Differences between the hand–wrist and the knee in assigned skeletal ages

Authors

  • Huanjiu Xi,

    1. Department of Anatomy, Jinzhou Medical College, People's Republic of China
    2. Division of Human Biology, Department of Pediatrics, Wright State University, Yellow Springs, Ohio 45387-1695
    Search for more papers by this author
  • Alex F. Roche

    1. Department of Anatomy, Jinzhou Medical College, People's Republic of China
    2. Division of Human Biology, Department of Pediatrics, Wright State University, Yellow Springs, Ohio 45387-1695
    Search for more papers by this author

Abstract

Skeletal ages were assessed for 4,902 pairs of hand–wrist and knee radiographs of children aged 2–17 years. The FELS method was used to assess the hand–wrist, and the RWT method was used to asses the knee. These methods have the same conceptual and statistical basis. The mean absolute differences, within age- and sex-specific groups, ranged from 0.34 to 0.87 years. The SD of the differences ranged from 0.31 to 0.68 years and, like the means, tended to increase with age until about 8–11 years. The means and SD were generally larger for the boys than for the girls, except after 14 years. Within age- and sex-specific groups, the maximum absolute differences were from 1.45 to 2.99 years. These maximum differences changed irregularly with age but tended to increase until 11 years in the boys and 9 years in the girls. These large absolute differences between the skeletal ages of the hand–wrist and the knee cannot be explained completely by the effects of observer errors. The means of the relative (signed) differences between the skeletal ages of the hand–wrist and the knee were all close to zero, but there was a wide range within age- and sex-specific groups. These skeletal ages of the hand–wrist and the knee are not interchangeable. The 95th percentiles of the absolute differences show that, in at least 5% of children, the choice of the area for skeletal age assessment will markedly influence the evaluation of individuals. They also demonstrate that descriptions of populations based on distributions of skeletal ages from one part of the skeleton may be misleading.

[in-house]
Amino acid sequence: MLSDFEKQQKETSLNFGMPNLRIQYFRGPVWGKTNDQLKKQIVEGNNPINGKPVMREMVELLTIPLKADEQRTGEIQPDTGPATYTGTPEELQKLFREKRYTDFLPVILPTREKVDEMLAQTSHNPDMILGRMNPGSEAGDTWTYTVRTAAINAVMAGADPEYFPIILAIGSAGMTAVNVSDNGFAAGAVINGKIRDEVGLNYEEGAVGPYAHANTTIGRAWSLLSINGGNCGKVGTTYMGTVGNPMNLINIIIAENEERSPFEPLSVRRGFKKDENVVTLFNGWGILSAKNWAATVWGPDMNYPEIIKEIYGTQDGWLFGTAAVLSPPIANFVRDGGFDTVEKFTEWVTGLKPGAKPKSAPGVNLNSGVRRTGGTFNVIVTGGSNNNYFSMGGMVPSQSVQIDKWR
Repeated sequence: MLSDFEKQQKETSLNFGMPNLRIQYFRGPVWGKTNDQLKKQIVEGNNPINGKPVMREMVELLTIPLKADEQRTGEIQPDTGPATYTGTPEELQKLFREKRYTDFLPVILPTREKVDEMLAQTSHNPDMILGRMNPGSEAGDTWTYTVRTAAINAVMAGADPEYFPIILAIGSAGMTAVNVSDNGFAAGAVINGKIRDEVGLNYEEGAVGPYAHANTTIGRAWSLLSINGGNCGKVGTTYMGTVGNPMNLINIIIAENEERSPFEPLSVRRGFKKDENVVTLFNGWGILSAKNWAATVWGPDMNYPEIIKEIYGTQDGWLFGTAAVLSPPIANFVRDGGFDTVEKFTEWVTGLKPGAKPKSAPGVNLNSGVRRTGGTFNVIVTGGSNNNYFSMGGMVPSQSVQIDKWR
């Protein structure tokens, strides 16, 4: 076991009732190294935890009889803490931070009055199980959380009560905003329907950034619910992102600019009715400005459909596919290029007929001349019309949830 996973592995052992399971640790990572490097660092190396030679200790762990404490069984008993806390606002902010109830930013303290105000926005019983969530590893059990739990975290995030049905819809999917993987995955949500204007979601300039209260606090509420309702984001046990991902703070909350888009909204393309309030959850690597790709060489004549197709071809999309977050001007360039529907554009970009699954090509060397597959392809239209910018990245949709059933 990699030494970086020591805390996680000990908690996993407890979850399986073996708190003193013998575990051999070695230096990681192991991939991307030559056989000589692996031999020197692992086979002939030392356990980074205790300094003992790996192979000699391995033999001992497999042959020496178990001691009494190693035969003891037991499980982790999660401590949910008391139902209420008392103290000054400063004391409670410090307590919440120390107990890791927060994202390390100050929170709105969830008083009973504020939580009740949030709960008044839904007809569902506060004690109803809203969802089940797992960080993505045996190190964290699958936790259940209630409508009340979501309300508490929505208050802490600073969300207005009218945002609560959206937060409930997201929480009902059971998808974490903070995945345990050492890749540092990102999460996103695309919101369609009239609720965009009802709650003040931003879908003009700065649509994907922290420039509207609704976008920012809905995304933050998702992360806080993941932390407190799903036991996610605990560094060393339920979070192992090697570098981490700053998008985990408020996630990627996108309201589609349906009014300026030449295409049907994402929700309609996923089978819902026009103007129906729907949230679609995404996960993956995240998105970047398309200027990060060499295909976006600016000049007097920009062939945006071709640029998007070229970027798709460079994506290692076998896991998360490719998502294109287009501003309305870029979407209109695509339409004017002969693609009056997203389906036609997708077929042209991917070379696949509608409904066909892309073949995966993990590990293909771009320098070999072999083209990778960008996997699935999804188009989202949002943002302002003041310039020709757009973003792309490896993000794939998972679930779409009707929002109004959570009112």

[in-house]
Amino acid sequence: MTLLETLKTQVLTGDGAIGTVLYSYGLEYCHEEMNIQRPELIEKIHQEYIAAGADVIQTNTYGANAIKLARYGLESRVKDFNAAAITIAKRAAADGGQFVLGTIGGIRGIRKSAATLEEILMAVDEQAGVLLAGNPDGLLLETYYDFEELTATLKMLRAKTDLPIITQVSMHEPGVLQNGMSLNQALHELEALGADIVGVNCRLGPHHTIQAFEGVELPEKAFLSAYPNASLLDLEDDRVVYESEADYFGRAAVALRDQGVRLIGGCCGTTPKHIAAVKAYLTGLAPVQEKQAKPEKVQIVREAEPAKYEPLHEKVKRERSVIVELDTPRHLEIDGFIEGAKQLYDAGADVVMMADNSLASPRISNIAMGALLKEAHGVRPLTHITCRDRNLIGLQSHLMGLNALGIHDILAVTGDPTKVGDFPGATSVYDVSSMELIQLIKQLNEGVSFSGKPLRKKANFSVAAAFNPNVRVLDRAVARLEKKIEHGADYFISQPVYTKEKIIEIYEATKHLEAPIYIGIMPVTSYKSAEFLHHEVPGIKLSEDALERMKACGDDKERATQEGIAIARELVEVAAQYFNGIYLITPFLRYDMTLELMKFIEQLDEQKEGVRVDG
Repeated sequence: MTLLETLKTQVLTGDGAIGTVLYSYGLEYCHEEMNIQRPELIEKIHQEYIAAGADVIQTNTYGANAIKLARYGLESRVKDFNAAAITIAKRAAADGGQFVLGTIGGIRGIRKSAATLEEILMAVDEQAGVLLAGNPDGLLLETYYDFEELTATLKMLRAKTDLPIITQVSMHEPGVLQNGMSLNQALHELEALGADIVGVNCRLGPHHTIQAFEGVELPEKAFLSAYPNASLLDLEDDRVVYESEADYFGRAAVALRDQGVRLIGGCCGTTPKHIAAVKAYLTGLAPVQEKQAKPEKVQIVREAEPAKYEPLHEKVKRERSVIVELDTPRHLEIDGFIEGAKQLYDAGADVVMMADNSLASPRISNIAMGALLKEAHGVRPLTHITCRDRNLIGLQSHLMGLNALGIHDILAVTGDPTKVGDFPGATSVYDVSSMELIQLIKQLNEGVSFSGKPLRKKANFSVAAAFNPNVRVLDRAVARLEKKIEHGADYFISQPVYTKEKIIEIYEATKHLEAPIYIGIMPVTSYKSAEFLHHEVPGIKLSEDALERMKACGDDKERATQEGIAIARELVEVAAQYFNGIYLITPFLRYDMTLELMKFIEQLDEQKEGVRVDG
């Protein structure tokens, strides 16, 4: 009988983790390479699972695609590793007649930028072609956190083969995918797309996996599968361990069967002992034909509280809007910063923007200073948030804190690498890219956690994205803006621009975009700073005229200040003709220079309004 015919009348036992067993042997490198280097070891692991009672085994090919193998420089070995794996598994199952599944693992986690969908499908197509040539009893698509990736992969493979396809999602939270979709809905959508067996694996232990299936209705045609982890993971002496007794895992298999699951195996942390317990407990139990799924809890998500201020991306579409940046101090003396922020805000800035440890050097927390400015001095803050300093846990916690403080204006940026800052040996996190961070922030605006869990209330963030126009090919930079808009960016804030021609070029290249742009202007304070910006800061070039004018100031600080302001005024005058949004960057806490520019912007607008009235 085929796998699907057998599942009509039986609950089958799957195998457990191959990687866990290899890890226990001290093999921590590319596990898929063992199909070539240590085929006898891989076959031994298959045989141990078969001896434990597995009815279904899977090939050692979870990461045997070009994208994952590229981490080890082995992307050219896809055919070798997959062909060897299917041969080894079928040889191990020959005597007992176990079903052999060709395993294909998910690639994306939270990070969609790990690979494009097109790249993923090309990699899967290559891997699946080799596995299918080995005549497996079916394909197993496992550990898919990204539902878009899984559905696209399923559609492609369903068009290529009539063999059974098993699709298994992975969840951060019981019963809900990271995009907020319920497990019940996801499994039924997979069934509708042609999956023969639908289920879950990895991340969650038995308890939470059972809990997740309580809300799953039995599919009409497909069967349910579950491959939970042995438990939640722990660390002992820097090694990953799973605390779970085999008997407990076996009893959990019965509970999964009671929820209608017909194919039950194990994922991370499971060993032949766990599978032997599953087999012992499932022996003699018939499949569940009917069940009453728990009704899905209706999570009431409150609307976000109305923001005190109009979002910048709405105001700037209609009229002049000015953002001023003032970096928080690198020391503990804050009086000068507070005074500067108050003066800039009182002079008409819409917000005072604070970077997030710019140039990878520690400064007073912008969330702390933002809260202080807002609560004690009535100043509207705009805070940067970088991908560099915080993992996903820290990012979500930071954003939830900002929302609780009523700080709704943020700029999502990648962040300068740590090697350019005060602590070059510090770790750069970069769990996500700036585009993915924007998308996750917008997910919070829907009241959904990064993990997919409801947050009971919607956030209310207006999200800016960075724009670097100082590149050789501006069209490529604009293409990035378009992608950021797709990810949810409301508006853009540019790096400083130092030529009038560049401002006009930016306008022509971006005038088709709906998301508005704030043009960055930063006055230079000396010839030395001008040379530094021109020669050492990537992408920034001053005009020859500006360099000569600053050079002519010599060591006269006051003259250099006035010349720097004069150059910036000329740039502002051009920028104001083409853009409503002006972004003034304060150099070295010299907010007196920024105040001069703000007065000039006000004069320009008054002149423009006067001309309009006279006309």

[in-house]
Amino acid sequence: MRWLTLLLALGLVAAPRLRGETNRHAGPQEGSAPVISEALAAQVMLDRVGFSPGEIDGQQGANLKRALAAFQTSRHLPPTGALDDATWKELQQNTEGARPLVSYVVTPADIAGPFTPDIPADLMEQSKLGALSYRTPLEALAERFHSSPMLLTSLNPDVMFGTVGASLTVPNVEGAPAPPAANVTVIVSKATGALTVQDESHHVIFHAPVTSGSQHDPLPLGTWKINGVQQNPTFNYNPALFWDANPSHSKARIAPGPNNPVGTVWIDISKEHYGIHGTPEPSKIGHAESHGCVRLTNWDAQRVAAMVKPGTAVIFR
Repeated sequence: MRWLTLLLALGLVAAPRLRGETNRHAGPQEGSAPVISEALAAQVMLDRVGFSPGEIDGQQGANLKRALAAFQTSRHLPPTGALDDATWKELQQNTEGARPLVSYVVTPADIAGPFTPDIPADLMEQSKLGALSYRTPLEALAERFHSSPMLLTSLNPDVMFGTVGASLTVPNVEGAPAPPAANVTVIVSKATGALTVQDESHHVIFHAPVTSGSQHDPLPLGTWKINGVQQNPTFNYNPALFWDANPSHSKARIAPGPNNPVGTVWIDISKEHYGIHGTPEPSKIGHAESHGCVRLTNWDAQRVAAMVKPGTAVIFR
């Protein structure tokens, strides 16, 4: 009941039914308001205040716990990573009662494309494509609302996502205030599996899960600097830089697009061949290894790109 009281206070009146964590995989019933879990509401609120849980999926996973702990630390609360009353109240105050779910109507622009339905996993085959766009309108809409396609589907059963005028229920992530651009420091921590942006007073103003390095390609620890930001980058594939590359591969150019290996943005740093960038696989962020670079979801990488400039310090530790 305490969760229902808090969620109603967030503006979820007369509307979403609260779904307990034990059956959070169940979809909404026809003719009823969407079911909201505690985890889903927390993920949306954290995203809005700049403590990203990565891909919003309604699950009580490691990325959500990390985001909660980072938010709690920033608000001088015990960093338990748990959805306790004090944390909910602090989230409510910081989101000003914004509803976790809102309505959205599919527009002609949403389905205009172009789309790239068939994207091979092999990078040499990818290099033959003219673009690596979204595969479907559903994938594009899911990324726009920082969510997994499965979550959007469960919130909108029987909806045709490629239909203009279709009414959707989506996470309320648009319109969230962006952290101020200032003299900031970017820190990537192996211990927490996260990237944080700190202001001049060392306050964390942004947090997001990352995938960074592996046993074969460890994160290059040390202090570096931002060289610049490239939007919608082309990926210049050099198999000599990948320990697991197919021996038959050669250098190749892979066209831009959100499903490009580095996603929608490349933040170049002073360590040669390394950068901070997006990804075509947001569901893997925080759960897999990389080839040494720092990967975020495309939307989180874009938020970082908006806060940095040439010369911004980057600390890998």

Ancillary